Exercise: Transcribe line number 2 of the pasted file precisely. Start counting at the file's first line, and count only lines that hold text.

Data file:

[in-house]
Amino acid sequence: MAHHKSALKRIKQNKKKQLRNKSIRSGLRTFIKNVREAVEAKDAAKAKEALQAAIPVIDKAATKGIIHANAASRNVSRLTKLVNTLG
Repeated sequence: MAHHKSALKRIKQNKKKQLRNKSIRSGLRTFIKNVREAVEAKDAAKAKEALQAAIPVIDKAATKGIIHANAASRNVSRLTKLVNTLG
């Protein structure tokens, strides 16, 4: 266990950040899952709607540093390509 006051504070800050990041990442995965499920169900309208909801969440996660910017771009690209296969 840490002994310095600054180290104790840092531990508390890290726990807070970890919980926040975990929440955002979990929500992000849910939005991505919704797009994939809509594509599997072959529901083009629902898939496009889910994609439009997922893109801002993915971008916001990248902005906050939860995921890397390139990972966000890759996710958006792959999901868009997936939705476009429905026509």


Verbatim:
Amino acid sequence: MAHHKSALKRIKQNKKKQLRNKSIRSGLRTFIKNVREAVEAKDAAKAKEALQAAIPVIDKAATKGIIHANAASRNVSRLTKLVNTLG